The war on plastic continues.

In April, the Oregon Senate approved a limited ban on plastic straws. Its passage would make the state the second after California to enact measures limiting single-use plastic straws. Several individual cities, including Seattle; New York City; and Portland, Oregon, have also implemented their own policies to curb plastic straw usage.

Not to be outdone, retail giant Walmart announced a "bold" plastic waste reduction commitment by "leveraging its massive private brand program." In addition to reducing plastic packaging, it is doing away with plastic bags.

The new commitment, announced at Walmart’s annual supplier forum, is expected to impact more than 30,000 product SKUs. Ultimately, the company leaders said they hope to help eliminate plastic waste produced throughout the world and score a PR win.

"The move is designed to help get to the heart of the problem by focusing on the retailer’s private brand packaging, building upon existing efforts to reduce plastic waste in Walmart U.S. and Sam’s Club operations, and encouraging national brand suppliers to set similar packaging goals," the company said in a statement.

Through the reduction program, Walmart executives said they are working with suppliers to expand efforts to improve the sustainability of its private brand product packaging, "with an emphasis on increasing recyclability and making it easier for customers to recycle."

In that vein, Walmart is now working with its U.S. private brand suppliers to reach the following metrics:

  • Achieve 100% recyclable, reusable or industrially compostable packaging for its private brand packaging by 2025;
  • Target a minimum of 20% post-consumer recycled content in private brand packaging by 2025;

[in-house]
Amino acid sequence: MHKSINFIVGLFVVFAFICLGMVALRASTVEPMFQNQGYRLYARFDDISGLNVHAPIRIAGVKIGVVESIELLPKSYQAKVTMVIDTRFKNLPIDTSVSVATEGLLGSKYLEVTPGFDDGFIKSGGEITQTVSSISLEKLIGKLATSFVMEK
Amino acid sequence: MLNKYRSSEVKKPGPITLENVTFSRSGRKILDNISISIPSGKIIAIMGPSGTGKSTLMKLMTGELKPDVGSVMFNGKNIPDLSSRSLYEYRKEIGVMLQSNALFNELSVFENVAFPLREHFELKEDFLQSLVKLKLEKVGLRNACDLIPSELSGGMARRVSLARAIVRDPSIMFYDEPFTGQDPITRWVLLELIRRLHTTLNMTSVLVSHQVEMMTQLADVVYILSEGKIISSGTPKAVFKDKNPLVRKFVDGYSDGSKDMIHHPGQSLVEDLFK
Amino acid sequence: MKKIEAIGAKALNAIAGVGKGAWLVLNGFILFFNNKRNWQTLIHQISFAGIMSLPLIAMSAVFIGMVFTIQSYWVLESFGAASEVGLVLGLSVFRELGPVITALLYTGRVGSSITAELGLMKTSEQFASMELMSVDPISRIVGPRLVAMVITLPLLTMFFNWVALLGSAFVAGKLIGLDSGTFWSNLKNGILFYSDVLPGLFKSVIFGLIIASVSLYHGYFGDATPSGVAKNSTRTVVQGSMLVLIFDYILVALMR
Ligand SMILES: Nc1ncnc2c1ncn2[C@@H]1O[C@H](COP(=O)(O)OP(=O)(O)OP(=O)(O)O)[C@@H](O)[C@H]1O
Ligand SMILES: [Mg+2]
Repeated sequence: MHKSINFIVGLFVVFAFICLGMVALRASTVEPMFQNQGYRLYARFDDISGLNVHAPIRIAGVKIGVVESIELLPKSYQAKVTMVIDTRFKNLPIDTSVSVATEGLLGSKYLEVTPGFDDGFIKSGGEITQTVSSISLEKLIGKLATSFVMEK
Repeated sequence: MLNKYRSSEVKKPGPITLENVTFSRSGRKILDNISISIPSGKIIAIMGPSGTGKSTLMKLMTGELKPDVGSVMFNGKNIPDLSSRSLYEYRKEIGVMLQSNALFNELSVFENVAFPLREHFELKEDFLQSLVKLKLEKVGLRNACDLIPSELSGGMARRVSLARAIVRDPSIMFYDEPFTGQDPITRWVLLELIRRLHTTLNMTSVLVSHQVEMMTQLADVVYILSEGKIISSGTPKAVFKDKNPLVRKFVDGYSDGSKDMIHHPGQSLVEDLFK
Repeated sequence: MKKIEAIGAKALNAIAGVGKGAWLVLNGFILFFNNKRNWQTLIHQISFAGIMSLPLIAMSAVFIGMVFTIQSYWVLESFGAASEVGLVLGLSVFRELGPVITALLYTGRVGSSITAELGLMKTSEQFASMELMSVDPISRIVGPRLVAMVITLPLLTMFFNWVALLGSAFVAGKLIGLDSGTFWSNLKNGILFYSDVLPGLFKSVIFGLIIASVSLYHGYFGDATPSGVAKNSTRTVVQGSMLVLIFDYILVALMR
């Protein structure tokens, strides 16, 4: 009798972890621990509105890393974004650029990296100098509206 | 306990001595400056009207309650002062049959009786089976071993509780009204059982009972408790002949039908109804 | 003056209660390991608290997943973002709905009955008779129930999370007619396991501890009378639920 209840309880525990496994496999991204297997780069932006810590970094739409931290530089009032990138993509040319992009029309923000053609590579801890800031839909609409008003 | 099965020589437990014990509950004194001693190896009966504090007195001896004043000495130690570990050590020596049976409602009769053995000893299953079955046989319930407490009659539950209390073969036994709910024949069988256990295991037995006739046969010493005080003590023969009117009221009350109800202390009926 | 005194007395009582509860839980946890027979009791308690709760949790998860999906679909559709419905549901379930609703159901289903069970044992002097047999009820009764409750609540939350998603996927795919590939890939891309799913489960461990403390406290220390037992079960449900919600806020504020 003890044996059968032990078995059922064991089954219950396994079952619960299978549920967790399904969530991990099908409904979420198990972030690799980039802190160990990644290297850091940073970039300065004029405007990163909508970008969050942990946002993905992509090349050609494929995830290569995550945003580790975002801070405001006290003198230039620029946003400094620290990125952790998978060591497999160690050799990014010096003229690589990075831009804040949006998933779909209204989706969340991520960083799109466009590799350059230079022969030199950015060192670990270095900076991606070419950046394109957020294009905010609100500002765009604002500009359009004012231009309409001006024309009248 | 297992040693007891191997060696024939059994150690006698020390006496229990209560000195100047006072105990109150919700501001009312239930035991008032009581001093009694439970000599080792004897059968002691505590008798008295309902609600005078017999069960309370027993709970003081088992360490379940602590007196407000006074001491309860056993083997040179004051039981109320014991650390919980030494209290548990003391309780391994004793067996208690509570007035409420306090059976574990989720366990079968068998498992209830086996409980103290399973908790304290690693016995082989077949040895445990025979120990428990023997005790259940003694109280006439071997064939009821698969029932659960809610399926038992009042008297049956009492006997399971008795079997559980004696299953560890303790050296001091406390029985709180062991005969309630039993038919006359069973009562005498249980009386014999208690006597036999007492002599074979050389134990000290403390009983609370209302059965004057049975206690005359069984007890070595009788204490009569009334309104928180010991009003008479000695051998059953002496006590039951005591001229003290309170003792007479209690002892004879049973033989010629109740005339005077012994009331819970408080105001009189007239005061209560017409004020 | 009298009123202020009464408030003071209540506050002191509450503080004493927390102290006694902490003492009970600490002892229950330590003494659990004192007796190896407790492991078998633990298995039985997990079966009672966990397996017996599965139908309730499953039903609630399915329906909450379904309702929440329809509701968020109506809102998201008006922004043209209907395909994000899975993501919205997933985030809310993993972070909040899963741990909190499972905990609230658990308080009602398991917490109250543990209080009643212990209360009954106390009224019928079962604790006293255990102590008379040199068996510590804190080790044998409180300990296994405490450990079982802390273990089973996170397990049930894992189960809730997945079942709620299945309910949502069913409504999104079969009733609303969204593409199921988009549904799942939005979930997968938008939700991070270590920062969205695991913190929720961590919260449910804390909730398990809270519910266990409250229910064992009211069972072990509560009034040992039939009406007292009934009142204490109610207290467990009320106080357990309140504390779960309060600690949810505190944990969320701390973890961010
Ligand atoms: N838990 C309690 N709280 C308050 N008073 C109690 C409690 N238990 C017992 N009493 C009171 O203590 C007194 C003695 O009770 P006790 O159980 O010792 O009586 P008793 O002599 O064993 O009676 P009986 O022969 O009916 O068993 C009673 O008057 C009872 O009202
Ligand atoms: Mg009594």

• Label 100% of food and consumable private brand packaging with the How2Recycle label by 2022;
  • Work with suppliers to eliminate the non-recyclable packaging material PVC in general merchandise packaging by 2020; and
  • Reduce private brand plastic packaging when possible, optimizing the use to meet the need.

The How2Recycle label is a standardized labeling system that clearly communicates recycling instructions to the public. It involves a coalition of brands that want their packaging to be recycled and are empowering consumers through smart packaging labels.

In the move, Walmart wants the national brand suppliers it partners with to make similar packaging commitments through the retailer’s Project Gigaton platform.

Walmart also says that its plastic-reduction policy is in part because "society’s ability to collect and recycle plastic waste has failed to keep up with exponential increases in plastic production, which has grown to nearly half a billion tons per year."

More than one-third of plastic produced is used in packaging, the majority of which is used once and then discarded. Less than 14% of plastic packaging is recycled globally.

Part of this plastic reduction program includes the plastic bags offered to consumers at checkout. But the company is using this as an income generator. Walmart said it will begin selling reusable bags instead. From this point forward, consumers who shop at Walmart with either have to bring their own bags, buy bags or go bagless — the same as micro-grocery chain Aldi.

The reusable bag initiative started in May. The reusable bags are made out of recycled plastic and will be available for purchase for 98 cents.

Plastic is expected to outweigh fish in the ocean by 2050, according to a report from the World Economic Forum.